December 26-29, 2012
Not wanting to miss a chance to do some more climbing in the White Mountains while I’m home for Christmas, I headed up to Pinkham Notch early the day after Christmas. I’d packed a light climbing rack, both rock and ice, one of my twin rope set up, the necessary clothing, food, and booze for a two night stay at the Harvard Cabin.
As I left the parking lot I noticed three climbers headed up the Tucks trail. I caught up to them and asked if they were interested in a fourth person for their team, luckily they were. So I walked up with Ty, CH, and Collee. I hope I’m spelling their names correctly. Ty and Collee were visiting for the holidays from Bozeman where they were in school. We chit-chatted up the trail and once we reached the fork for the Huntington Ravine trail I told them I’d continue on ahead and get to the cabin to drop so stuff off. We didn’t have an early start so I figured this would be a little more time efficient.
I think the small amount of running I’ve been doing and living at 4500 ft has helped me out aerobically. I felt really strong heading up the trail and was able to make it to the Cabin in one hour flat. The conditions on the trail helped too, they were just enough snow to walk comfortably but not so much that it was postholing.
Pulling around the bend and seeing the avy board I was surprised to see that the rangers had moved to the five scale rating system, the first day of the year. It was only at Moderate so I wasn’t too concerned though. I’ve been up Pinnacle and in the Ravine in general and many have been on Moderate days. Smart route finding and not leaving yourself exposed to being swept off your feet is the name of the game.
Harvard Cabin’s weathered but still proud red sign was a nice sight, as well as the evergreen boughs decorating the front. Rich, the caretaker, is pretty good about keeping a festive spirit for Christmas. No one was there when I arrived so I dumped my overnight stuff and quickly repacked my bag for the climb and headed out the door.
The four of us made the trip up to the base of the ravine in decent time. It was Ty and Collee’s first time in the Ravine. CH had been up Pinnacle before, but it was many years ago. As we hiked up the fan we could see a party on Pinnacle Buttress (5.7) which is usually more of a summer route, but is done occasionally in the winter. It turned out that Rick was in that party.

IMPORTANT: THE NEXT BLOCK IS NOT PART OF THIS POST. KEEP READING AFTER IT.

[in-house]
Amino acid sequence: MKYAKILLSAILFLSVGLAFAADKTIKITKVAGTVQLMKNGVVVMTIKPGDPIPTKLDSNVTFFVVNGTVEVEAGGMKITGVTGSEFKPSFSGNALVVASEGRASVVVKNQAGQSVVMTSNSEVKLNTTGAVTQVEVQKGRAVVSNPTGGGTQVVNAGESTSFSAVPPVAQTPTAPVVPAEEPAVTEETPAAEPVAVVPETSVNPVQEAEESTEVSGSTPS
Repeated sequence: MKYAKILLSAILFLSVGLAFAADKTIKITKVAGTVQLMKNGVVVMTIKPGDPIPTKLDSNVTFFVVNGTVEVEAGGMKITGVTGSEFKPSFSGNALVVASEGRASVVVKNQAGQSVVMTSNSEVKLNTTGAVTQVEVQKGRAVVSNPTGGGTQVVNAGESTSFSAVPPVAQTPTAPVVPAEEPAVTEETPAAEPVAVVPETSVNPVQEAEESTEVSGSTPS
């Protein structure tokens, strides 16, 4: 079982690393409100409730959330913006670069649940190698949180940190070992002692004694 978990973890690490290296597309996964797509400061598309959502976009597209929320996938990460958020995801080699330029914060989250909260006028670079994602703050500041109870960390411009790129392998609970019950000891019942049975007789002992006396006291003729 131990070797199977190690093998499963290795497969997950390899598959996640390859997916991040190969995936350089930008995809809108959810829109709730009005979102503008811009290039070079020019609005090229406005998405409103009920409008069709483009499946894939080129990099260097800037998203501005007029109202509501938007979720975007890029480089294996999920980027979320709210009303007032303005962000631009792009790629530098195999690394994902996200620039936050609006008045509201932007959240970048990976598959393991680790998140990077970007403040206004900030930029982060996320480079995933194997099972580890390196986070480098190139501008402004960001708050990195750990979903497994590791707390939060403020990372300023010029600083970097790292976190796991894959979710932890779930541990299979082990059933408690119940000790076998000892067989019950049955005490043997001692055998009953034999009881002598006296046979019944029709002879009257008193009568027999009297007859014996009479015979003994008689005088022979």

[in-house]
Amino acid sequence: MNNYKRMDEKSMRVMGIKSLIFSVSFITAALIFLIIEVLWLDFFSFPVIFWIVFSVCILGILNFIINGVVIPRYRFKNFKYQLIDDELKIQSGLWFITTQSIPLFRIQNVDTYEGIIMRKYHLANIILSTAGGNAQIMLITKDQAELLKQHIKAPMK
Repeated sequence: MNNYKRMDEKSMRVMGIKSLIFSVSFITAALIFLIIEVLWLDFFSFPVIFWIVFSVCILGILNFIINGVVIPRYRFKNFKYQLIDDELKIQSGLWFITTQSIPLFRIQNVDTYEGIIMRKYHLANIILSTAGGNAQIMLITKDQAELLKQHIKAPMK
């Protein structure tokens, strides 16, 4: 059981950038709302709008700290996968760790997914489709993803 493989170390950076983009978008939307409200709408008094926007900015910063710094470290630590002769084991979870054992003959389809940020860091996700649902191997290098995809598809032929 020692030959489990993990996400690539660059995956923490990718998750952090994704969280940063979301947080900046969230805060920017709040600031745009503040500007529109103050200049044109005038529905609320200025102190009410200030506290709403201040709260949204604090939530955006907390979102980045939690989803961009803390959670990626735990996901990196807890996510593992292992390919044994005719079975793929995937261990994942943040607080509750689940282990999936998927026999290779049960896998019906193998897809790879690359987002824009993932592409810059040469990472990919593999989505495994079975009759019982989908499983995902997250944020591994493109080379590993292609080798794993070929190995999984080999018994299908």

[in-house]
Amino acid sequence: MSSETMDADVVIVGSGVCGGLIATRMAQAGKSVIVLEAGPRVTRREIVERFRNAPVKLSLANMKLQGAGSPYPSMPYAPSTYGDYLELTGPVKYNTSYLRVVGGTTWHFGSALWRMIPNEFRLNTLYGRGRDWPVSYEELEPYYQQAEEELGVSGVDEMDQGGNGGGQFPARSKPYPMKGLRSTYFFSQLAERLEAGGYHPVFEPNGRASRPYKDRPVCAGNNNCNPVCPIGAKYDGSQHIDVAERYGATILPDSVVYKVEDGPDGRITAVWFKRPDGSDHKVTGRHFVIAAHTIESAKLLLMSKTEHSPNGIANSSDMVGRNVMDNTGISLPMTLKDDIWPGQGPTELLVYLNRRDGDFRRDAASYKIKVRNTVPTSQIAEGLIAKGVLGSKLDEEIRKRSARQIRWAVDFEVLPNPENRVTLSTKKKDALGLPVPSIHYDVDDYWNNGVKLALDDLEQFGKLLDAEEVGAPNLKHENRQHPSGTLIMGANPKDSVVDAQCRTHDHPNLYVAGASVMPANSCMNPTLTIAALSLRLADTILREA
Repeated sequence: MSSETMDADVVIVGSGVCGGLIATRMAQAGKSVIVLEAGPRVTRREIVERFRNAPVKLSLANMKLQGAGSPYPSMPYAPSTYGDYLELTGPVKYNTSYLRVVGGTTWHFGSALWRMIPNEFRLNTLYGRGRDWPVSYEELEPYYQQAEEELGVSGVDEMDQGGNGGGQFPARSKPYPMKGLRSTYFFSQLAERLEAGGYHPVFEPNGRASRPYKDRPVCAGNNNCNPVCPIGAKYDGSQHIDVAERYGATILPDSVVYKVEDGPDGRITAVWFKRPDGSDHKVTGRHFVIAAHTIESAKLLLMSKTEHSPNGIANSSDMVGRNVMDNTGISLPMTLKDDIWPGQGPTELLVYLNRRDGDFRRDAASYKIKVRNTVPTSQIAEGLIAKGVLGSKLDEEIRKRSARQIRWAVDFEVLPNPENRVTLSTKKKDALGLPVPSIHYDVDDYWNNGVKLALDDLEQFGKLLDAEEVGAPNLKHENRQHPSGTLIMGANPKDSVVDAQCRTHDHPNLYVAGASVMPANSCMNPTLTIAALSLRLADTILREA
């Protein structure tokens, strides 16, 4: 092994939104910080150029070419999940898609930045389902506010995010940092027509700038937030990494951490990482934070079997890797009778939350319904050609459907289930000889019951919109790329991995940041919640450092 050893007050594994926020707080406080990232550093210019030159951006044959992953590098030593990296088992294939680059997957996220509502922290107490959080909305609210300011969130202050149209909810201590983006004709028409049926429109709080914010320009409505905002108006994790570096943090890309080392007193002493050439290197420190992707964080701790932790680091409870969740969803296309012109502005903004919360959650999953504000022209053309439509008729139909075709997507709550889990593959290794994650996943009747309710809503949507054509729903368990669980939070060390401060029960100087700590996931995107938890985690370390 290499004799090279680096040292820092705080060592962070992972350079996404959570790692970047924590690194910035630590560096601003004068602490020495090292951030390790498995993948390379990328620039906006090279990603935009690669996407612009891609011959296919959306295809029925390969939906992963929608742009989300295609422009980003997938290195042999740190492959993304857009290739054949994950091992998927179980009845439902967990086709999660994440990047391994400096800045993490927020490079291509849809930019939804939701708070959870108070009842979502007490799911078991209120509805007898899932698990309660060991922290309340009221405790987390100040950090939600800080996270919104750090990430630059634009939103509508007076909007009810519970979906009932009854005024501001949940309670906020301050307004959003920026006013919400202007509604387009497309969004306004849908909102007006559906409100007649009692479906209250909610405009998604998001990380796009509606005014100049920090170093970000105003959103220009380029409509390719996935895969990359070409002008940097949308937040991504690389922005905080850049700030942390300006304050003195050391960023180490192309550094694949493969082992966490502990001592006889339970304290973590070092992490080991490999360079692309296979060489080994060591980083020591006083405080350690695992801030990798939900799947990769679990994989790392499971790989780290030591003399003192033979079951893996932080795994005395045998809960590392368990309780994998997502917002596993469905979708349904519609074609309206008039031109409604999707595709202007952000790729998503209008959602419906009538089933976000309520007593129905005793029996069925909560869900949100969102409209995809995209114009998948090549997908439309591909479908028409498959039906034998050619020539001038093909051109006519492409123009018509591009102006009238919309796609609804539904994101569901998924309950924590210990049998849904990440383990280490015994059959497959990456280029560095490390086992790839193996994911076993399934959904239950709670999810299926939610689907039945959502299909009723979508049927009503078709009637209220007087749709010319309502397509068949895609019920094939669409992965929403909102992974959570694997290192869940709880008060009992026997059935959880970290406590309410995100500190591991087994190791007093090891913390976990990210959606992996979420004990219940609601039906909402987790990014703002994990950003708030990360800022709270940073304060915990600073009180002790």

We suited up near the base of the route and I found out that we only had a single rope and one half of a twin setup. I probably should have asked if I needed to bring my rope but I figured they had the other half of it. Ty headed up on the single and I waited, intending to lead on just the one half of the twin. Technically you shouldn’t do this, but two factors were in our favor. First is that the rope is physically able to hold a fall by itself, since it is a half/double rope. The other is that I was confident on the route and did not think falling was remotely likely.
Ty got up a good ways and I headed up slightly to the left of his line. Time was not abundant so I figured having both leaders climbing was wise. We were unsure if we’d top out and go down the Alpine Garden or just rappel the route. Either way, being quick was helpful.
Collee and CH, even though they were using antiquated tools were able to get through the first pitch crux. They were pretty fast actually. Ty and I shared the same anchor and once we were all at the belay he kept going up the neve for the second pitch. In the past there has been a fixed anchor at the end of P1 and at P2 from what I recall, thus allowing the option of rappelling the route. However this day Ty ran out the whole rope and there wasn’t anything we could find fixed. Ultimately we set an anchor and brought the second up to the end of P2.